Chuck had three books devoted to Morrissey and The Smiths stacked in a pile on his desk. It was a point of connection on the night we first met: me, a study abroad student from England; him, a born and bred American from Asheville, North Carolina. We also had a mutual fondness for The Cure. Ironic that that we made a social connection over those two bands celebrated as great comforts for the lonely and introverted — in Finland, for example, it’s actually illegal to listen to The Cure’s album Disintegration with company.
We talked on that first night until the world was shaking the sleep out of its eyes and starting another day, but it was the last night that I remember clearest. It was mid-May, Finals week. Our other housemate had finished his exams and had left a few hours earlier, after the three of us had had dinner together, to start the long drive back up north to Maryland. I was finished too and was heading to the Amtrak station in the early hours of the morning; Chuck, in fact, had offered to drive me there, despite his exam early the next morning.
Chuck had gone to the library to study after we’d had dinner, so after Billy had left the flat was mine. I sat on the balcony looking at my little collection of train tickets that I needed for my adventure. It was warm, as North Carolina typically is in May, but there was a light breeze. A few people walked past below me, talking mutedly. I could see a few other people on other balconies, all alone, all with a textbook or two on their laps, heads bowed.
Without Billy talking on his phone to a friend in another state or yelling into his headset while playing Xbox the flat was as sombre and sad as a man finding his first grey hair one morning when he wakes up. I shouldn’t have been sombre or sad, not with my great rail adventure just hours away, but I didn’t feel like laughing, not even as I watched the guy on the balcony opposite rip up all his notes, kick them to the ground below and yell, “Fuck this shit.” Normally I’d be in tears of laughter over that, but I just felt sorry for him. What if he needed to pass that exam to finally graduate after seven years? What if, by giving up like that, he’d doomed himself to a future working awful jobs?
I shook my head. I wasn’t one for defeatism, especially not on someone else’s behalf. When Chuck came home I told him about that guy and my reaction and he said, “I don’t blame you, and I couldn’t have laughed. Never do in fact. It’s never far from my mind that I will have been here for seven years by the time I graduate…I never should’ve tried for a double major. Stupid decision.”
“Seven years? Hell of a long time to be stuck in education.”
“I know. And it’s not just seven years at this place. Like most of us in this country, I went straight from high school to college. No gap in between. I’m 24 now, should graduate next year. Been in education all my life.”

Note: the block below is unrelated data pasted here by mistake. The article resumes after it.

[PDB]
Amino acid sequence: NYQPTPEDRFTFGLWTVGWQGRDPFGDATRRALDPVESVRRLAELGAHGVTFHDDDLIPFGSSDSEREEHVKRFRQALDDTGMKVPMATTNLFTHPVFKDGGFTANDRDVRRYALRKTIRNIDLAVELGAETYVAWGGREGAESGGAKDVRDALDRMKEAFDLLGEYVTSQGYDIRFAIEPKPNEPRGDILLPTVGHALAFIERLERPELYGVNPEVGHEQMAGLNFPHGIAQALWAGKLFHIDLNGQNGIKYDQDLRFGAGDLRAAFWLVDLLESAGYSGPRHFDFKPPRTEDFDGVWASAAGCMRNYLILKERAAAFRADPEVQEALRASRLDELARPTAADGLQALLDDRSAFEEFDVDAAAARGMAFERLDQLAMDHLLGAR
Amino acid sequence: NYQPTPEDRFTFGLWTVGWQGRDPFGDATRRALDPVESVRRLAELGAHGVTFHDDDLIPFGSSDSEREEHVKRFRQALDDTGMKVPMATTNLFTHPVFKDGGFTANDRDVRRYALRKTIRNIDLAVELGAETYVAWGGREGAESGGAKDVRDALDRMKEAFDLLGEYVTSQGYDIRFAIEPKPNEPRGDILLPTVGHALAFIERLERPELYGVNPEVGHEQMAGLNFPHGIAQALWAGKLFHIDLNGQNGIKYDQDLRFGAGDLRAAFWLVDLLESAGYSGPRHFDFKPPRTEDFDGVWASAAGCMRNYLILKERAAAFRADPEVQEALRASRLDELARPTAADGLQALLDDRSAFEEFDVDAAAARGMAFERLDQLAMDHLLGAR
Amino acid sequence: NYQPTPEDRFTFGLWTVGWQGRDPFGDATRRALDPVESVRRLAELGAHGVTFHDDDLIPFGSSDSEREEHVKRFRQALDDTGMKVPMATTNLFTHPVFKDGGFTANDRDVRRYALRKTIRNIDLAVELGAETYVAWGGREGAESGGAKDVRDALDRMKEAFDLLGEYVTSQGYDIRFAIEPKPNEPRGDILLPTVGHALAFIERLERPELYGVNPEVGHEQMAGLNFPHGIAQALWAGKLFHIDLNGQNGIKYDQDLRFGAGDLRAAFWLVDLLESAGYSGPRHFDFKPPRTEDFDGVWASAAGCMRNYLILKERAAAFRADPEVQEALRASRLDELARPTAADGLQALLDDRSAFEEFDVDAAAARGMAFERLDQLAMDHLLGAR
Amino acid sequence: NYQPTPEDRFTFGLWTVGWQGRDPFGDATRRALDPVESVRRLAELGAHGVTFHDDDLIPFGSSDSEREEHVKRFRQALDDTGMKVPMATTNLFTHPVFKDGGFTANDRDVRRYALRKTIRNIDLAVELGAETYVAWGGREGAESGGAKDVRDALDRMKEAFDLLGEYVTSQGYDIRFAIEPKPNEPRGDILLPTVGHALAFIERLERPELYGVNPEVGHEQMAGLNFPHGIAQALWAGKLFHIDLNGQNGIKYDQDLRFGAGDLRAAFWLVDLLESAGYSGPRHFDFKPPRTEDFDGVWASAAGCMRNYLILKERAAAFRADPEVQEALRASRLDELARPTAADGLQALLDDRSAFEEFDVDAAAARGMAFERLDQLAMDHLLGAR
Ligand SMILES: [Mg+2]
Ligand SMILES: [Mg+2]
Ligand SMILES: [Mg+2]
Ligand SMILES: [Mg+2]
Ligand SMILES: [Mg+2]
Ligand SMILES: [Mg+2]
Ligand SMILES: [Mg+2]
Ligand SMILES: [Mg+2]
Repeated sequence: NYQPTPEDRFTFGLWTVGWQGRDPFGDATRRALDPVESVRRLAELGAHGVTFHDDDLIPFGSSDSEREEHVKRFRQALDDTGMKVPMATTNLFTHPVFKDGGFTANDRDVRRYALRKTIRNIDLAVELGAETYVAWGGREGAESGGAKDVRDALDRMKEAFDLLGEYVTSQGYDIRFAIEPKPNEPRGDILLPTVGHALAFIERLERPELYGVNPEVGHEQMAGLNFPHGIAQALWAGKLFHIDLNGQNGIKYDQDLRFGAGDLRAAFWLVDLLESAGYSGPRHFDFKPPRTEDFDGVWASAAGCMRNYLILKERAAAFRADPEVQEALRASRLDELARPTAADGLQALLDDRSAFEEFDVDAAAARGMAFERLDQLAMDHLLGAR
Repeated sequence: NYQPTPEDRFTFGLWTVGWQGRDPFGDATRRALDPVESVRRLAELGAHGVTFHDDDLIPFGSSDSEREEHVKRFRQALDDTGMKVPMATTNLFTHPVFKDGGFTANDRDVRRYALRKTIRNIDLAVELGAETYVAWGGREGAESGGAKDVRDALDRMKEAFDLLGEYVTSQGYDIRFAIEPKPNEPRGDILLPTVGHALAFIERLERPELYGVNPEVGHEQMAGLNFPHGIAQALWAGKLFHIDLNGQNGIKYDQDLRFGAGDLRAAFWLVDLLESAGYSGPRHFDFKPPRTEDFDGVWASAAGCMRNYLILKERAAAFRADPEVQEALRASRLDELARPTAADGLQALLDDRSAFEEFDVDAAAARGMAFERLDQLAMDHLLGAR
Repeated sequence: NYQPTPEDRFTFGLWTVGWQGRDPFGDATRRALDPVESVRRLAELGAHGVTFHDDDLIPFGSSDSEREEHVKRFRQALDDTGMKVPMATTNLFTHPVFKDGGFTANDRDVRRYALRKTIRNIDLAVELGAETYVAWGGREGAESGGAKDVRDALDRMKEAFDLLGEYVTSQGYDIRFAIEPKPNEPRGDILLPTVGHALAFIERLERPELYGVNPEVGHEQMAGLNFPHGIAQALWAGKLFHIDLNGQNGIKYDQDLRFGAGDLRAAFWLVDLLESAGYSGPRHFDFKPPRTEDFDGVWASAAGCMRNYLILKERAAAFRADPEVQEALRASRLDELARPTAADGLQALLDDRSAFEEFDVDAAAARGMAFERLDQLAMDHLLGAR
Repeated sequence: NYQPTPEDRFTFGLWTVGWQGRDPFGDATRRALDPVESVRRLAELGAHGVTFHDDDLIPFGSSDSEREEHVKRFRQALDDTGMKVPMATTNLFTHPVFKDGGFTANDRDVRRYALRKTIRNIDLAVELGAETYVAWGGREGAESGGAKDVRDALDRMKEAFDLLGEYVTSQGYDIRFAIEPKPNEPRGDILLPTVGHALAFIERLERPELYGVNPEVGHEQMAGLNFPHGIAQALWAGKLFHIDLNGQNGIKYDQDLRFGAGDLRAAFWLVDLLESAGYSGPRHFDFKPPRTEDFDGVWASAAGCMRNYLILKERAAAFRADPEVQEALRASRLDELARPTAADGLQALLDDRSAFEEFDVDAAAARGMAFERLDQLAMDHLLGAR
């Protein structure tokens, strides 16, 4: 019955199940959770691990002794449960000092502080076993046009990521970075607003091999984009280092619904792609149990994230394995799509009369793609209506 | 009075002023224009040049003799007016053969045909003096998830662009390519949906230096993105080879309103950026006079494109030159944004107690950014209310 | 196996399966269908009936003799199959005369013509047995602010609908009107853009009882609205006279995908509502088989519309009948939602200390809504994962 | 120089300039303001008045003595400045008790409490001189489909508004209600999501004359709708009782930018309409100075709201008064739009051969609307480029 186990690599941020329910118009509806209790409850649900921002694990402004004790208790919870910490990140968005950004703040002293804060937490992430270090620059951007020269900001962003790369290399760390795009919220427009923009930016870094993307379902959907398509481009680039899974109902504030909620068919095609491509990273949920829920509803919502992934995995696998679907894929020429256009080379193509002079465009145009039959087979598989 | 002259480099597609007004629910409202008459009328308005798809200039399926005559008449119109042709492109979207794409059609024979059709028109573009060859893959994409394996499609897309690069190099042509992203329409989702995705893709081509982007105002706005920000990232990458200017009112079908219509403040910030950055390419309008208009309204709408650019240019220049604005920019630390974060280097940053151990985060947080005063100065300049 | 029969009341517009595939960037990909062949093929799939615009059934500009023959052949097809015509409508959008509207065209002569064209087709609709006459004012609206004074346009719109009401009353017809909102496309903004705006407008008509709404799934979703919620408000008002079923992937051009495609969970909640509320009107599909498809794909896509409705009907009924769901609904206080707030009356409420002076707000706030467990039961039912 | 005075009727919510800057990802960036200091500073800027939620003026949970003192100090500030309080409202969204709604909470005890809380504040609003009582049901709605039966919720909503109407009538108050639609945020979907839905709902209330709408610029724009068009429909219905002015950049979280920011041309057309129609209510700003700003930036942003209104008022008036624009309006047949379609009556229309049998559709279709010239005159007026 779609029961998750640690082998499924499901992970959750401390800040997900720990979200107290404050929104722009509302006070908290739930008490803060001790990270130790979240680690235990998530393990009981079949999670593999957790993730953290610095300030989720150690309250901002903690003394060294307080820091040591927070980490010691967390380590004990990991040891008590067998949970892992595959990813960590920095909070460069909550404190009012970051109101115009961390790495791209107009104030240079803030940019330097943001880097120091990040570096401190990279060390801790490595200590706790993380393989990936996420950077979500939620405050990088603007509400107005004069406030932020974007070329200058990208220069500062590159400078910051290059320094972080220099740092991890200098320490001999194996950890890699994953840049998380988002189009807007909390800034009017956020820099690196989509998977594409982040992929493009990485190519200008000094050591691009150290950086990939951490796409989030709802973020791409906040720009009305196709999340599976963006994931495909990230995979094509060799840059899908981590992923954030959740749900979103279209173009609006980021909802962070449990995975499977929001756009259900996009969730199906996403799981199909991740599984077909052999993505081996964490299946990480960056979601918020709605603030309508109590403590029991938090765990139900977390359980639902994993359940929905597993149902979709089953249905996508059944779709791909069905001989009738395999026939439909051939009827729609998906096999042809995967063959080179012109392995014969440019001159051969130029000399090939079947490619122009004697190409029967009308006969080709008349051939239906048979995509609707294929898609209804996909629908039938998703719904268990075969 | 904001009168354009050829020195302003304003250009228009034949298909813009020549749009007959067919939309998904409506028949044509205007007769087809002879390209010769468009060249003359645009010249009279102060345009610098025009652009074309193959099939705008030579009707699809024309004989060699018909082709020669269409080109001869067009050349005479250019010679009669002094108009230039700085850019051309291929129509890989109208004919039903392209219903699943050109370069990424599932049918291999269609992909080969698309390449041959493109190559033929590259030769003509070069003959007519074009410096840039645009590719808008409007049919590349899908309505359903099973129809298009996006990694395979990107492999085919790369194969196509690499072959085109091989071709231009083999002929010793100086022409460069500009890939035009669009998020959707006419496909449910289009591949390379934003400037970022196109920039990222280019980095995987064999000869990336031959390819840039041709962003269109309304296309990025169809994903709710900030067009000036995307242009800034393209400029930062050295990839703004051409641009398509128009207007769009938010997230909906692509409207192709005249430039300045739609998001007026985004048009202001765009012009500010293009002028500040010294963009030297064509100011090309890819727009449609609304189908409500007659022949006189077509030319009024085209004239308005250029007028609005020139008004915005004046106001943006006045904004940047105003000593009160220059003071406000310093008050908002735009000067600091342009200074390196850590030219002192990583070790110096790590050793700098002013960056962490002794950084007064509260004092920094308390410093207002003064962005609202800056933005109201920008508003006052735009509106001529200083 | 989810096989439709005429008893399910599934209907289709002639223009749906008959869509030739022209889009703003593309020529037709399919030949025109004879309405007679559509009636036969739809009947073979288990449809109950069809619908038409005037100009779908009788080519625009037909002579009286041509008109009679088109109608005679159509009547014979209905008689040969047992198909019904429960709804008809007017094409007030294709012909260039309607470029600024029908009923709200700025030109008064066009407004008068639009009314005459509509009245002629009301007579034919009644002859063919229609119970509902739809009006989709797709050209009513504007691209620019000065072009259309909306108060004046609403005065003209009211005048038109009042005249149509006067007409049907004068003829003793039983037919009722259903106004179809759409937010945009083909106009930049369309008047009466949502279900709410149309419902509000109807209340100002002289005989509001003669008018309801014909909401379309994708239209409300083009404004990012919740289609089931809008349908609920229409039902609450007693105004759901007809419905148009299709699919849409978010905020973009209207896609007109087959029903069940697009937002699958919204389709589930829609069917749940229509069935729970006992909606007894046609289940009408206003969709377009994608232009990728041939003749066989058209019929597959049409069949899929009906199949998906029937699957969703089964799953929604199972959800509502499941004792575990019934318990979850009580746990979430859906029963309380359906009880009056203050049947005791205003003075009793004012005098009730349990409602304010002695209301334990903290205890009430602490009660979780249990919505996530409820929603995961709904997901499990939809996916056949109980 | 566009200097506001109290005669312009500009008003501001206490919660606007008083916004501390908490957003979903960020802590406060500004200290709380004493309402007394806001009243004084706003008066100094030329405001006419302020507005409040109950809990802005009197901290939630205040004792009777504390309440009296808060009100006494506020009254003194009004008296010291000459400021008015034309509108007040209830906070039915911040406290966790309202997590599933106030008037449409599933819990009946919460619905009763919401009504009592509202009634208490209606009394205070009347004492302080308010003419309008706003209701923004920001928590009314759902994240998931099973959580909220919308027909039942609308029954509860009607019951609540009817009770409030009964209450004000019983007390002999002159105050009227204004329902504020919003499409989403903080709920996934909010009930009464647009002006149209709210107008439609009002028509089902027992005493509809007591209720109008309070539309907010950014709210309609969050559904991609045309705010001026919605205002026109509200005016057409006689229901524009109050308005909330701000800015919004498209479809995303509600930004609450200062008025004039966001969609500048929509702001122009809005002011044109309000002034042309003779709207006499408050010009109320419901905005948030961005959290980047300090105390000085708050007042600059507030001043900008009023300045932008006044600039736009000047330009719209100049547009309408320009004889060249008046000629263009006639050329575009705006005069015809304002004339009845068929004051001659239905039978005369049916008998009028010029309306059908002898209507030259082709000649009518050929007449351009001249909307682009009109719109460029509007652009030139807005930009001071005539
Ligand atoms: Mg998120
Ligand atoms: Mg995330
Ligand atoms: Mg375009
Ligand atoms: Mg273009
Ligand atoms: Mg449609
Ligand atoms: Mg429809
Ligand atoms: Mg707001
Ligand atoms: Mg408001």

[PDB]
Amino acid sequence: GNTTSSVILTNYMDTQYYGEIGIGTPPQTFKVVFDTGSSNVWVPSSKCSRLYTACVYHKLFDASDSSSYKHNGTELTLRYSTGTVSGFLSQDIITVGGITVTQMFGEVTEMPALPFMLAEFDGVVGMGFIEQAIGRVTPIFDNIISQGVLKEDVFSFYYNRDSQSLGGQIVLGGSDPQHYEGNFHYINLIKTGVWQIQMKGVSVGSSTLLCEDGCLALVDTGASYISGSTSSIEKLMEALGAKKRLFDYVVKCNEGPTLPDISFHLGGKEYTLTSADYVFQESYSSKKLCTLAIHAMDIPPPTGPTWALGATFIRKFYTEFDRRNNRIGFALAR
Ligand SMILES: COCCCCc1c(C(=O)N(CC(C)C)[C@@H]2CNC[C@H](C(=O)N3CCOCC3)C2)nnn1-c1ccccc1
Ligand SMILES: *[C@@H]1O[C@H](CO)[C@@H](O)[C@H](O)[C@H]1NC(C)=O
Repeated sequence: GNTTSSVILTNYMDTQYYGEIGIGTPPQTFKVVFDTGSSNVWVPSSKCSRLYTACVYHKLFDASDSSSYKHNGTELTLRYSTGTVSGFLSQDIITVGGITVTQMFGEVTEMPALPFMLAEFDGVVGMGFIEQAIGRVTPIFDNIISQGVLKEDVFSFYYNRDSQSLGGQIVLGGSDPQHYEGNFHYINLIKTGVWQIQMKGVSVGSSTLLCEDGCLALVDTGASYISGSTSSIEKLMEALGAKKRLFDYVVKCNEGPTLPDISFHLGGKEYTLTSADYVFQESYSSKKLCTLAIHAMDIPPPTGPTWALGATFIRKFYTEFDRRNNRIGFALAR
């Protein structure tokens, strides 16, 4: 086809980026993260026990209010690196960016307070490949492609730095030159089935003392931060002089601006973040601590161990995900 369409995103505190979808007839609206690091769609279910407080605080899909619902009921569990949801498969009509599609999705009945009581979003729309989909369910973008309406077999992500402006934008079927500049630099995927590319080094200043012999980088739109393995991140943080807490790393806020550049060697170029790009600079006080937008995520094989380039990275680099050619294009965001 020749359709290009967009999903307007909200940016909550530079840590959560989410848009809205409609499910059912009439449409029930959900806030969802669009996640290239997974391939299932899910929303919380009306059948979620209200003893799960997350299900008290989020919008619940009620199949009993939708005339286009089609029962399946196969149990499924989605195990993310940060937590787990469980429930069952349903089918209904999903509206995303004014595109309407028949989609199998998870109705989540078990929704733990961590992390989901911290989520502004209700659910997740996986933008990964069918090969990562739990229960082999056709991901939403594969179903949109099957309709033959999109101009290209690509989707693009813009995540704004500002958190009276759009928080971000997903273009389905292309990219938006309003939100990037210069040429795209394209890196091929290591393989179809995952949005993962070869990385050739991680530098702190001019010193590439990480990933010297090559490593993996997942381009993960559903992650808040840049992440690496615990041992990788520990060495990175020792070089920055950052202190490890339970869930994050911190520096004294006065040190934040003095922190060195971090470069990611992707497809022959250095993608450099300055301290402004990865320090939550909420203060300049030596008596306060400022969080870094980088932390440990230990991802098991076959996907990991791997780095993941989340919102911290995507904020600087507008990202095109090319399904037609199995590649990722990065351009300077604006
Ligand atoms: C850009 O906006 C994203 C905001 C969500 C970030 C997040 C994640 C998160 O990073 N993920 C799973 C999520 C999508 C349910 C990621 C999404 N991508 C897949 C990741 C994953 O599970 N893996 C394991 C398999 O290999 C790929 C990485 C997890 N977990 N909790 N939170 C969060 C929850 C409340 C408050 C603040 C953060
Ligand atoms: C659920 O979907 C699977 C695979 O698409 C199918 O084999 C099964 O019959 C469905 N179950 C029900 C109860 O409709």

I kept forgetting he was older than me. I’d taken two years out before coming to university and was still only 22, also graduating the following year.
“By the way, I listened to that guy you mentioned.” Chuck took out his laptop and went to YouTube. He played some Frank Turner and said, “I’m jealous of you, y’know. You’ve got this great trip you’re about to go on and I’m still stuck here. I haven’t been out of the country since I was six.”
I said, “You’re still only 24, there’s still plenty of time to change that.” It felt like the right thing to say, but I’m not sure I meant it and he knew it.
“Dude, 24 is old. Sure, not old as in canes and cataracts, but I’m done — we’re done — with a quarter of our lives. The best quarter. And I did fuck all with it. I still don’t know what I want to do with my life, which is why I’ve changed my Major half a dozen times. I want to travel, but I don’t know where. Or why.” Then he asked me directly, “Why do you travel?”
“Just…I don’t know. First time it was because I needed a change, and I had the means to change it. Like this trip though, it’s just because I can. I want to see shit. Have stories to tell — I was gonna say to tell my grandkids but if I don’t get married or whatever I’ll probably just end up telling random strangers. Christ knows I’ve met enough strange old men on my travels who want to share their stories. No one will care of course, not really. I can talk about it, and I might find someone who will listen, but I guess, at the end of the day, I’m only doing it for myself.”
He said, “Wish I could go somewhere. But I don’t know how. I only earn enough to get by so if I wanted to save up to go across country and back, or to Europe or wherever, I’d have to whore myself out in a second job.
“So whore yourself out already.”
“Seriously?” He asked, like he’d only suggested it as a joke.
“Yeah. Look, it’s easy to decide whether you should. You can either get along comfortably with one job and whatever classes you need to do, and do that for the rest of your life, eventually swapping out college for a full-time job and a family. Or you can work your arse off for a few semesters, have no social life and just barely struggle through exams but have enough money for a summer trip. Then repeat that. You just need to decide which you’d prefer. Most people go for the easy option, Option A. I’m an Option B kinda guy.
Then he asked the question I didn’t know how to answer. “What about when you get a long-term girlfriend and maybe kids?”
I said, “No idea yet. People keep saying I’ll want to settle down eventually. But until then…Right, are you ready to take me to the station? I’ve got an adventure to have.”